Promising review: "Worked great! It's much shorter than others offered but I didn't have the room to carry or store the long poles and I wanted the sturdiness of solid legs. This was tall enough to hang over a campfire ring. I added four smaller chains with S-hooks and hung a grill rack and made hot dogs. It's nice to have the option of the dutchie or a flat surface for cooking. I wanted my own cook surface as the public fire rings are just so gross with old cooked grease from previous tenants." –SCB

Get the tripod grill from Amazon for $11.03.

14. Or, DIY with a high-suspension bar over the fire.

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Learn how to build a pot hanging bar on YouTube here, and if you are ~really~ into Dutch ovens, check out over 500 Dutch oven camping recipes from Urban Survival Site here.

Remember to use greenwood to build your bar, as it is more heat-resistant.

15. Get the right cast-iron cookware, because cast-iron and campfires go together so well, they are relationship goals.

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Cast-iron cookware is durable, versatile, lasts forever, and will keep your food warmer for longer. Plus, you can use it to cook right on the campfire like a champion.

Get a six-piece cookware set from Amazon for $51.52 (includes a 10-inch fry pan, 3 qt. chicken fryer w/ lid, 10-inch Dutch oven, Dutch oven lid lifter, and cast-iron hot handle holder).

Or get a pre-seasoned Dutch oven and skillet from Amazon for $31.80.

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18. Or, skip all of the cookware (okay, you might still need a fork) and cook on hot rocks.

Roschetzkyistockphoto / Getty Images, Fin85 / Getty Images

Pop open a can of cinnamon rolls for a quick, easy desert on the rocks – or go all out and sear up some steaks.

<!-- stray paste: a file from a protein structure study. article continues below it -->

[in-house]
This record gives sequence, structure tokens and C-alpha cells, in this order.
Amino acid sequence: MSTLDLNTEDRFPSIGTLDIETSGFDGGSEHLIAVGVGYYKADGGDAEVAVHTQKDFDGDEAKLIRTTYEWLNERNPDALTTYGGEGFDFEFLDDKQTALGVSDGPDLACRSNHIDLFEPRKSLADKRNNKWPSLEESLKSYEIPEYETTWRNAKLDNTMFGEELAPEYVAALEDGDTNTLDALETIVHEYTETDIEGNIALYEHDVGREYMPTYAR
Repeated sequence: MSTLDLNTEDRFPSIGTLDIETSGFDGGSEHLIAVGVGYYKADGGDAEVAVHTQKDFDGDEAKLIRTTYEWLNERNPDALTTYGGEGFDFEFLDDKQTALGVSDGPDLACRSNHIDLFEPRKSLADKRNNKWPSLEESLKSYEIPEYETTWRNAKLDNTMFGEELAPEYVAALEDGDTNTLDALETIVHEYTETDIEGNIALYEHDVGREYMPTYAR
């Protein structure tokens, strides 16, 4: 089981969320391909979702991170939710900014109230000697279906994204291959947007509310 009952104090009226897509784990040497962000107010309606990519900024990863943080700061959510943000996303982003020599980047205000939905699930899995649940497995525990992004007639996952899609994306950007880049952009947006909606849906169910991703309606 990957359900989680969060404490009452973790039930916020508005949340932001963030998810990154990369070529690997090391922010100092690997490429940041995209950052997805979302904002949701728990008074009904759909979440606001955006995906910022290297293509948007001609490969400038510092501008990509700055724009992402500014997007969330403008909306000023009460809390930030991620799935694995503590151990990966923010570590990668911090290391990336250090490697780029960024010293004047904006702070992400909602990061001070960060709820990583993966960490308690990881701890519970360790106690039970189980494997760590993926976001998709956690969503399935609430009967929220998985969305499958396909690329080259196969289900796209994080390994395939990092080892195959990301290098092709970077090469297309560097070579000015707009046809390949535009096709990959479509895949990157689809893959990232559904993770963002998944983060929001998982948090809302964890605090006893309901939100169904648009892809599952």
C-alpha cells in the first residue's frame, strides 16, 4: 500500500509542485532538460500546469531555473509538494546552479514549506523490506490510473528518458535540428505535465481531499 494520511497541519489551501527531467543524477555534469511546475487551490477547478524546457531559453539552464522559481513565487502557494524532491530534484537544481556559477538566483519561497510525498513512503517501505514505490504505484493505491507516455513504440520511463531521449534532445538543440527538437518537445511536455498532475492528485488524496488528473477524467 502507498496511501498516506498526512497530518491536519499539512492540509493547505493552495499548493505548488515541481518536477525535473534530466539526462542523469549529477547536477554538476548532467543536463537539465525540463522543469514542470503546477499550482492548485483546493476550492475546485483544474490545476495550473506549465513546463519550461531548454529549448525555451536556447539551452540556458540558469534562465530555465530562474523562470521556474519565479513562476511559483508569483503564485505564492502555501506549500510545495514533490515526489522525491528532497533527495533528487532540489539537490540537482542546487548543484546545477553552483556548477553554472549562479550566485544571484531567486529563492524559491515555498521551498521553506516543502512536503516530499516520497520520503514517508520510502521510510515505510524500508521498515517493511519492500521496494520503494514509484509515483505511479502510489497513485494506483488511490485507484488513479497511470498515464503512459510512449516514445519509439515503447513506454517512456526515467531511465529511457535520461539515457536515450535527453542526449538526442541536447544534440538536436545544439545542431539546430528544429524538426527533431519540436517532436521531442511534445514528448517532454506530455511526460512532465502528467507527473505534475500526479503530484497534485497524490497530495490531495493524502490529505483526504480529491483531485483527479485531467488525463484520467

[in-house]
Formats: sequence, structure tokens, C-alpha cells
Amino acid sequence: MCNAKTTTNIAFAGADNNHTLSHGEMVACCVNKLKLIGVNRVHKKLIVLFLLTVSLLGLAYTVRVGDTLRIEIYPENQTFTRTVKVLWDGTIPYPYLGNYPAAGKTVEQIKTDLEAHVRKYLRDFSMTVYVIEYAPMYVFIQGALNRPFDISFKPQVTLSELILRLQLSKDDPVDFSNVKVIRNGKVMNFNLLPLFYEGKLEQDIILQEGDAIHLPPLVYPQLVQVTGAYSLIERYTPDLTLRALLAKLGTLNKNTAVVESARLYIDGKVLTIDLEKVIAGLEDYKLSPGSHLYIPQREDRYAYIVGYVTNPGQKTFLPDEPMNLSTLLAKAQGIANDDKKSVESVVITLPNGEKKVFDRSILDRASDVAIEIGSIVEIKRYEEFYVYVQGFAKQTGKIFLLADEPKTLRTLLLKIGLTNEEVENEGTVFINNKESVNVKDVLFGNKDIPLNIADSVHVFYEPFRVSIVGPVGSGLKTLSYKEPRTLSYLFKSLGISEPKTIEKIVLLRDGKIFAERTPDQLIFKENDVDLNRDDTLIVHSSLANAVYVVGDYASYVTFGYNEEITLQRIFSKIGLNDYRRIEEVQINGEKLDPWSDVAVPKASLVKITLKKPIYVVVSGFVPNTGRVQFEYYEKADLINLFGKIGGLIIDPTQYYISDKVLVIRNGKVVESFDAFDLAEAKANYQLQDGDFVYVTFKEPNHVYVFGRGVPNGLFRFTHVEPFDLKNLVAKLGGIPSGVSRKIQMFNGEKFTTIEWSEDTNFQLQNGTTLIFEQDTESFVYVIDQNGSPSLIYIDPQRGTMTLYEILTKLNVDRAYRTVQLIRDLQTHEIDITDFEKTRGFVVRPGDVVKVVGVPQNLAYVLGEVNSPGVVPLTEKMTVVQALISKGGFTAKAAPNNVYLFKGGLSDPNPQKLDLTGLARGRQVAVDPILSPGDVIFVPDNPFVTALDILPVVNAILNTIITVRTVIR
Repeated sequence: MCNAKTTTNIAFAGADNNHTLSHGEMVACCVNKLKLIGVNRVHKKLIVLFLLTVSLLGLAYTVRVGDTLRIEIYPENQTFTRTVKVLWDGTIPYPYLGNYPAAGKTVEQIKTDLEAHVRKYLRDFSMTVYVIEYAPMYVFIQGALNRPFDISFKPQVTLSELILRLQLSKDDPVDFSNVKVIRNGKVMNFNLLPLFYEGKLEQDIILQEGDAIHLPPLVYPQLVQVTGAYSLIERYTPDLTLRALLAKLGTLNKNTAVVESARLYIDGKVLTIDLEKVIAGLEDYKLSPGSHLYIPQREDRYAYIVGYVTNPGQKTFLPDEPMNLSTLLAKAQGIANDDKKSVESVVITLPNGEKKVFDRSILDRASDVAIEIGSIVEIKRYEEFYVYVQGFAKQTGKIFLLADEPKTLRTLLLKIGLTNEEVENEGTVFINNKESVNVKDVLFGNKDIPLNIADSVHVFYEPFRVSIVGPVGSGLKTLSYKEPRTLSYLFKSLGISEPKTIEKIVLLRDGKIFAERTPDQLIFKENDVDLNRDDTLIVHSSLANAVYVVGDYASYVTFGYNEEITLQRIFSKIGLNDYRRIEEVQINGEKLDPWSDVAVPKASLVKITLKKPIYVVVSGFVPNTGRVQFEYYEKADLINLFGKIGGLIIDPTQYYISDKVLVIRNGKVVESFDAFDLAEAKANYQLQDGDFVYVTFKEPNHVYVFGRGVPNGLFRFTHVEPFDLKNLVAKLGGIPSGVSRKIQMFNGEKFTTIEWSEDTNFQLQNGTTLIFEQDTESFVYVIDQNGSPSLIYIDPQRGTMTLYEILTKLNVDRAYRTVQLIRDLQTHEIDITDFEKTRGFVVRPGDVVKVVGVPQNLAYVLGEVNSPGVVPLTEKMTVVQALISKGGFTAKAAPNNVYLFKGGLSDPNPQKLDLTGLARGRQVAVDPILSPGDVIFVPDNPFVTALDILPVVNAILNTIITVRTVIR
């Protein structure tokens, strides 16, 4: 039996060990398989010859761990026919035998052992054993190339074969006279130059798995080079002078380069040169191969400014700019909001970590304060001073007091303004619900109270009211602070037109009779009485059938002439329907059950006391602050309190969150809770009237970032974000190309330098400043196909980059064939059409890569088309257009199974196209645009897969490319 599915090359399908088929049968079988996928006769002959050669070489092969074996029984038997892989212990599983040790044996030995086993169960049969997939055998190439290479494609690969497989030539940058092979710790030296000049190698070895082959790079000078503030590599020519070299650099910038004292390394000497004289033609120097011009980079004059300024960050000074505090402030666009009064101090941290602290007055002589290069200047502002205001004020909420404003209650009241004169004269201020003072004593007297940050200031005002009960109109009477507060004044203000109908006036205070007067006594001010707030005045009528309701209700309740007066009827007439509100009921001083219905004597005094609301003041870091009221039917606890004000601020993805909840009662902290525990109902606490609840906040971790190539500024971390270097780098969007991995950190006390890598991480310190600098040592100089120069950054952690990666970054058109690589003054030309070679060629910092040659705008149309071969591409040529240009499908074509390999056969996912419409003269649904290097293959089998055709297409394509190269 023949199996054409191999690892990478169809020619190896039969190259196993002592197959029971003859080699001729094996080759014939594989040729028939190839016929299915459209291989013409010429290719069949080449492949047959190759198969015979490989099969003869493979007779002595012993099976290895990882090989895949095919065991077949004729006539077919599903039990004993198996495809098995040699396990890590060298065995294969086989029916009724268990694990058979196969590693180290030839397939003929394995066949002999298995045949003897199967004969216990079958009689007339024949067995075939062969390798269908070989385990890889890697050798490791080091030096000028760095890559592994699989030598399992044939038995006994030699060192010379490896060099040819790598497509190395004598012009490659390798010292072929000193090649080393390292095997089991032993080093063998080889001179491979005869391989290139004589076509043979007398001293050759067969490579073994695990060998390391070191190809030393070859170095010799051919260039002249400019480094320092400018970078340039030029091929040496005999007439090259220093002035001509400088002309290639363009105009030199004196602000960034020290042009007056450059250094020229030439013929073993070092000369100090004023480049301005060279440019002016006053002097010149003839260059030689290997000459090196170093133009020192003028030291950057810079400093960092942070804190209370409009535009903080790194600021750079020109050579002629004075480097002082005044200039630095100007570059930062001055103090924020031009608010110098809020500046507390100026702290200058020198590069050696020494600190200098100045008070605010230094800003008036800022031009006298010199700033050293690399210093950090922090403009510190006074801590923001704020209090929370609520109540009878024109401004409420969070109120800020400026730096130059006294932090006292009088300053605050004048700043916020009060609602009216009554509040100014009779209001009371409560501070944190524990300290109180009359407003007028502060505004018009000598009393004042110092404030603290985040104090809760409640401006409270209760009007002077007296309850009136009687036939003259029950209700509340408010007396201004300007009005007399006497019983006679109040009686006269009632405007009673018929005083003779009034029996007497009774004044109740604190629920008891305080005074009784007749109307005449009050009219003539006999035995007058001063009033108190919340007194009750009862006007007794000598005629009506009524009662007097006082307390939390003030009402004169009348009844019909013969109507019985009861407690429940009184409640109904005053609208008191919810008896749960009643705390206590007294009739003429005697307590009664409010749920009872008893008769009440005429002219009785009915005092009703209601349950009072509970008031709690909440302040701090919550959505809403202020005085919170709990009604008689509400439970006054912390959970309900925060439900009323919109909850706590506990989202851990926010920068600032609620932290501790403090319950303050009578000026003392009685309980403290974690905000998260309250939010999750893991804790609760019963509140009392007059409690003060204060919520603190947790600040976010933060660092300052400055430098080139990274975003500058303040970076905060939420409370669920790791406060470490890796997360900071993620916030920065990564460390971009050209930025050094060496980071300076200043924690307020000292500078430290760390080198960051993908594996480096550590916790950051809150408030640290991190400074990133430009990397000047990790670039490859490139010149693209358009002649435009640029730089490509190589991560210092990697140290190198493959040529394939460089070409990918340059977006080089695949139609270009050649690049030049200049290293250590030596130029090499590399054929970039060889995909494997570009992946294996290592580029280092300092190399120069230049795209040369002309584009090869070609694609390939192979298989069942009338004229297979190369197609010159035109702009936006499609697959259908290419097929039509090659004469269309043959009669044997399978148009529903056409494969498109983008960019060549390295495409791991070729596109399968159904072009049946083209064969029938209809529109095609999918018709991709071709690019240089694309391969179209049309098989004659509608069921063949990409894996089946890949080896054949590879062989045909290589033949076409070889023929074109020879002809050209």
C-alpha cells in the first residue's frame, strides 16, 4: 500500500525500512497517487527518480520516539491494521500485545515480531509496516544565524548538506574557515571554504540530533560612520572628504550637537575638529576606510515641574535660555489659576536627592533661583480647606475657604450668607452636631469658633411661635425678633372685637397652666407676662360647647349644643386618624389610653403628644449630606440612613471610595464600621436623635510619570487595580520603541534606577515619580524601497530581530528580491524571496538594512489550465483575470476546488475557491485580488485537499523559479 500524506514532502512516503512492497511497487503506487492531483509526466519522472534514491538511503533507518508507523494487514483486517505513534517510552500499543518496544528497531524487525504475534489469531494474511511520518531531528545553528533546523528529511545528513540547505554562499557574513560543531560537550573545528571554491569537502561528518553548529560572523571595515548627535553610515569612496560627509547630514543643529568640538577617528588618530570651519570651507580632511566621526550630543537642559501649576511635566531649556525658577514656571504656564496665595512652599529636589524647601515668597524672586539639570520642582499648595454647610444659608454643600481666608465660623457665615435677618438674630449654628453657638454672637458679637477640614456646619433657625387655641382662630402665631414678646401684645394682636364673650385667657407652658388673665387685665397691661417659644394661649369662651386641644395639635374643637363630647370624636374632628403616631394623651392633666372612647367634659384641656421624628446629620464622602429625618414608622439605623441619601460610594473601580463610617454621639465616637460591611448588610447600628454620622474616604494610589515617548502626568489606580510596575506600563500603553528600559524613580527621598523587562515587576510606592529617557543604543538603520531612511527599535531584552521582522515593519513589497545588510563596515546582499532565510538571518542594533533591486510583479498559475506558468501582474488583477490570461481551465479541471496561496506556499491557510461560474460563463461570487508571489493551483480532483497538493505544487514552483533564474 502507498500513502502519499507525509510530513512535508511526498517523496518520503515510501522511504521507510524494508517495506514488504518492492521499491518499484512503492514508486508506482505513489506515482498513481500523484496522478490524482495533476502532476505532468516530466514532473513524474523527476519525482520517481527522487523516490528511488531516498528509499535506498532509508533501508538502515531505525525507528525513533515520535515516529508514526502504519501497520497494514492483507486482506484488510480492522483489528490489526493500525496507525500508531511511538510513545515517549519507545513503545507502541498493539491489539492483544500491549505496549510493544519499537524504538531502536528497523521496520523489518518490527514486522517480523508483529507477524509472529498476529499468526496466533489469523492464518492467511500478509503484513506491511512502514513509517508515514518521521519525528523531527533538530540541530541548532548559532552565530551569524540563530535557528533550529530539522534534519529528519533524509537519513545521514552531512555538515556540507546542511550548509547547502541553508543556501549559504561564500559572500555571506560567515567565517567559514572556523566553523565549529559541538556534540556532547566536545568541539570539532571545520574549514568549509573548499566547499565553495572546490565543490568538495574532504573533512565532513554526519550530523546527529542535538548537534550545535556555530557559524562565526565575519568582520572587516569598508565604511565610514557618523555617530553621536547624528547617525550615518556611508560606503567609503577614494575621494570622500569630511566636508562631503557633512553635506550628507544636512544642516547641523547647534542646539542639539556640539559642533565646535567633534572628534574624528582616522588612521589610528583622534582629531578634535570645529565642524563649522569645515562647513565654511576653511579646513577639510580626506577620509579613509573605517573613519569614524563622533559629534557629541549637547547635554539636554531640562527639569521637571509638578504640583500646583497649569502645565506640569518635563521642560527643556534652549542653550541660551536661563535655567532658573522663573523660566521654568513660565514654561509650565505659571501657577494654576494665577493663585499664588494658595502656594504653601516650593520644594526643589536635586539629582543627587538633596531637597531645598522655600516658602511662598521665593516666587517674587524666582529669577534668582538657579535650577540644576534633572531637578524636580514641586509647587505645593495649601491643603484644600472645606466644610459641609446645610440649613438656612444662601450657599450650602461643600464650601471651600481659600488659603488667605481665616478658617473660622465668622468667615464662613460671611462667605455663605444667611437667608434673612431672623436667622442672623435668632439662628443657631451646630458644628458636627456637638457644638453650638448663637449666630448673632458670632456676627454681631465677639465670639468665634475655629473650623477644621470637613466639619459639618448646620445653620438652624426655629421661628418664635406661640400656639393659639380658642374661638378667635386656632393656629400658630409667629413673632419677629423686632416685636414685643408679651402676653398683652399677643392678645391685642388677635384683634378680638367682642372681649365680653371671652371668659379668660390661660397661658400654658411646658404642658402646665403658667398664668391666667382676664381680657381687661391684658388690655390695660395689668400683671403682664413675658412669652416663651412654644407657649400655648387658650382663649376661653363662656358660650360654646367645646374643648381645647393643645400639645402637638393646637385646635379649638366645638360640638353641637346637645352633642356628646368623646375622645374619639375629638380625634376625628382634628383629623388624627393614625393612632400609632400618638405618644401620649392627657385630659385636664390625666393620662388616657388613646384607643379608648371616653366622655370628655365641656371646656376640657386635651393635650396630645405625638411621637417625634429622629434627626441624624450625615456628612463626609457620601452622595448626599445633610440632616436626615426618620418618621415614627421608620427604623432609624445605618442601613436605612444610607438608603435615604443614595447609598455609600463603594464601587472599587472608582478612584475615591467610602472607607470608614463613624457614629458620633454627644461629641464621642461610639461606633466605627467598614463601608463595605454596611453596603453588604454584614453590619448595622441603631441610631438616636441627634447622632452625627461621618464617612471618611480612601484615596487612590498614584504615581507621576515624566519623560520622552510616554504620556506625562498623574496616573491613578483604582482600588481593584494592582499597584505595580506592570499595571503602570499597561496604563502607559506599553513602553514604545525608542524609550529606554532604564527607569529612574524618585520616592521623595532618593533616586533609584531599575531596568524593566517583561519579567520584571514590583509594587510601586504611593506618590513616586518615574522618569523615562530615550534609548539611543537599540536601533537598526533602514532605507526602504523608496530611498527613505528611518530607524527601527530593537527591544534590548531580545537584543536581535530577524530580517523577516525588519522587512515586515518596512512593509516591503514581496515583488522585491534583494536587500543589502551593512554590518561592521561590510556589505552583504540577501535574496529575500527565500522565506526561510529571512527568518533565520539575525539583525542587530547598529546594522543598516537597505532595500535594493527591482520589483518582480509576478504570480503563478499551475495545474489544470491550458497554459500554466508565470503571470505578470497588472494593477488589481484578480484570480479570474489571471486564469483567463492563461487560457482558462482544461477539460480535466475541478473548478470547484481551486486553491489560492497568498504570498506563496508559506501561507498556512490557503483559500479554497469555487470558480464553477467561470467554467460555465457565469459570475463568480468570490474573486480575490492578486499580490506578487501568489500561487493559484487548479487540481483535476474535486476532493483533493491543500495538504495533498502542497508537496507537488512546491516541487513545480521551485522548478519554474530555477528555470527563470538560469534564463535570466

Get instructions for the steak from Native Survival here.

19. Skewer up some sausage, onion, and pepper kabobs for a convenient campfire meal.

countrysidecravings.com

Skewers are light to pack, and can be used to roast hot dogs, marshmallows, kabobs, veggies, and more. Metal skewers will channel heat faster into meat that needs to be throughly cooked.

Promising review: "These are exactly what I needed. They are nice and long and I love not having to soak them like you do with wooden ones. Because they are flat, the food doesn't spin around. They clean up easily. Not much more you could want from a skewer. The price was right too, especially since they are reusable, unlike the wooden ones." –M. Lyon

Get a 12-pack of skewers from Amazon for $10.78.

Get the instructions for the sausage kabobs from Country Side Cravings here.

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20. Save tons of space with a compact 12-piece campfire cooking set.

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Includes stainless-steel foldable knife/fork/spoon, mini stove with piezo ignition, mini stove pocket, medium anodized aluminum nonstick pot, small anodized aluminum nonstick pot, canister stand tripod, dishcloth, wine opener, carabiner, and mesh bag.